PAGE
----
Academic rigor: you’re doing it wrong and here’s why

Academic rigor is about creating lessons that challenge students. Unfortunately, educators haven’t always produced a clear definition of what academic rigor is.

Some administrators answer vaguely when prodded for examples after observing the teacher and students in the classroom. Knowing what you’re looking for and being able to articulate its definition isn’t easy.

It breeds ambiguity.

As a result, teachers may be tempted to make assignments harder or longer to create academic rigor. That’s not academic rigor. It’s insanity, but it happens every day in schools.

The definition of insanity is doing the same thing over and over and expecting different results. To get the results you want, you must change your approach to academic rigor.

The new academic rigor

Many educators insist that academic rigor means strict adherence to learning standards, like those established in the Common Core. They all expect students to master high learning standards.

Real academic rigor, however, occurs when teachers create challenging lessons that help their students meet those high expectations. Rigor requires active engagement and critical thinking at deep levels.

Teachers must challenge students to question assumptions and make connections beyond the assignment and the classroom.

Academic rigor requires students to take critical thinking to new levels.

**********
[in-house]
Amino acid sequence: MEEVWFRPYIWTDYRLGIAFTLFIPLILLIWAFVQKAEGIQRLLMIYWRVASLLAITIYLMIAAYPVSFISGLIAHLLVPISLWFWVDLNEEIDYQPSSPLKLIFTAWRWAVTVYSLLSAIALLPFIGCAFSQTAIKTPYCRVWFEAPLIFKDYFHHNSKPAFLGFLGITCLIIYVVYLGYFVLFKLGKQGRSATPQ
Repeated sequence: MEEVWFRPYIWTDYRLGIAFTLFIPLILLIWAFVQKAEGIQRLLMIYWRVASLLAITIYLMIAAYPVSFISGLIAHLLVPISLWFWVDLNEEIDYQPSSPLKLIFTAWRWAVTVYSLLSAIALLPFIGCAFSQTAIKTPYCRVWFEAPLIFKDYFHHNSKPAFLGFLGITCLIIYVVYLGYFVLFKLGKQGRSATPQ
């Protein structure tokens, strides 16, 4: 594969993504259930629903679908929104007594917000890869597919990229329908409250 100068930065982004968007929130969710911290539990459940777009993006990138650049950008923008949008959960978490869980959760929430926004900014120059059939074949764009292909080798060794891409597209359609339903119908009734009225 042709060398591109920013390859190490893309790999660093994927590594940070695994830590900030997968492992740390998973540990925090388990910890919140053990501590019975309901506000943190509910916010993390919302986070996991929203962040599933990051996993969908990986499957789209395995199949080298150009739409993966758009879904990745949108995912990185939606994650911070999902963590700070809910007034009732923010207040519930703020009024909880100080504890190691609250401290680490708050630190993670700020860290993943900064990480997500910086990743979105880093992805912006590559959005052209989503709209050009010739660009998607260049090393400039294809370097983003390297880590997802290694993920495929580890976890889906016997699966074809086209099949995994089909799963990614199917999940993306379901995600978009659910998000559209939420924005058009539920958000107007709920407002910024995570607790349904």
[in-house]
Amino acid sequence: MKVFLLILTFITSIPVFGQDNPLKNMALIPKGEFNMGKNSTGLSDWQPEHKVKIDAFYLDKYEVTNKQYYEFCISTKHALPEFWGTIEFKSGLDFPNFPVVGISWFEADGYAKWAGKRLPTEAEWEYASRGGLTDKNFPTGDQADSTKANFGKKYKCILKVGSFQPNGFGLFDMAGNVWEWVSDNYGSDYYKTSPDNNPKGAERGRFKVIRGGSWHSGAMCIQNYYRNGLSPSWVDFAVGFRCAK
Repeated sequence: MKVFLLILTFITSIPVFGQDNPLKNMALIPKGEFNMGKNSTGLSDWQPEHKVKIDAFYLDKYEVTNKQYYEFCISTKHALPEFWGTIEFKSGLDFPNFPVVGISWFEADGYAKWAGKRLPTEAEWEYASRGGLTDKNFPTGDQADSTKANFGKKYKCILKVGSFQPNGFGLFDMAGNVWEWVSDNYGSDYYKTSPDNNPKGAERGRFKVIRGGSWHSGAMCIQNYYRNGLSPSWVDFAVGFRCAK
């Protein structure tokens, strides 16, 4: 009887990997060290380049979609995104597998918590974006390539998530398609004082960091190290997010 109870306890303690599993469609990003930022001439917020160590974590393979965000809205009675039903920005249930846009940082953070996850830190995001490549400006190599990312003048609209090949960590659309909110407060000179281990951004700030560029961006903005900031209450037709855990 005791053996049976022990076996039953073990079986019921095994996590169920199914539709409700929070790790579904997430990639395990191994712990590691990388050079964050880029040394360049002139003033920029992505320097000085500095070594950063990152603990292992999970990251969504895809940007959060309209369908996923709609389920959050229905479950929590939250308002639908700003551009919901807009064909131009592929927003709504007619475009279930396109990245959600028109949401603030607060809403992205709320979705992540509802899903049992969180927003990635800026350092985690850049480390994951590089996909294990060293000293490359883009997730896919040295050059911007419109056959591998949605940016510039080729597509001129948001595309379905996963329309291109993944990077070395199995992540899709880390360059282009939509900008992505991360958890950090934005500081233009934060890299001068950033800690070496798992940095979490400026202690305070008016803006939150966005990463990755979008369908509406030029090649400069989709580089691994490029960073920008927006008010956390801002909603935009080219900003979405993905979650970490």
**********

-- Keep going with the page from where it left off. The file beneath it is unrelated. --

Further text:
Academic rigor now

To encourage academic rigor in the classroom, teachers must establish high expectations and then provide ways for students to meet them. The best teachers coordinate learning to produce expected outcomes. Here’s how:

  • Avoid asking yes/no questions in the classroom. Couch questions so students must provide a thoughtful answer.
  • Have your students share their responses in pairs or in small groups to elicit formative feedback.
  • Design lessons that require multiple steps that build on each other and necessitate lengthy analysis over time.
  • Allow for wait time. Give your students the opportunity to formulate and express their thoughts, regardless of how tempted you are to answer the question and move on.
  • Try-project based learning. PBL assignments incorporate authentic learning experiences with problem solving methods and authentic assessment.
  • Require your students to use the same domain-specific language you use. Words like “stuff” and “thing” are not specific like “punctuation” and “numerator.”
  • Ask for evidence with questions like, “How do you know?”
  • Ask students to summarize what they learned by formulating a gist. Focus the gist with student-generated hashtags.
  • Get your students to synthesize multiple sources as a way to understand a variety of perspectives. Considering other viewpoints requires critical thinking.
  • Let students discover the connections across multiple disciplines. For example, parentheses are use in writing, math, and computer programming. Ask students to determine what purpose parentheses serve.
  • Miss no opportunity to reinforce connections. Use graphic organizers, color-coding, and real-world examples where possible.

Let go of the behaviors that won’t produce academic rigor, like accepting responses that don’t meet your high expectations. Instead, encourage students to keep pushing until they meet that expectation.

Avoid the temptation to assign only worksheets. Focusing exclusively on knowledge and recall is only the first step in creating the deep layers that help students achieve academic rigor. Keep going until students can apply, evaluate and synthesize their learning.

In conclusion

Create the kind of academic rigor your students deserve, but keep in mind that doing more isn’t the answer. Doing better produces results.

Real academic rigor lies in designing layers of critical thinking.

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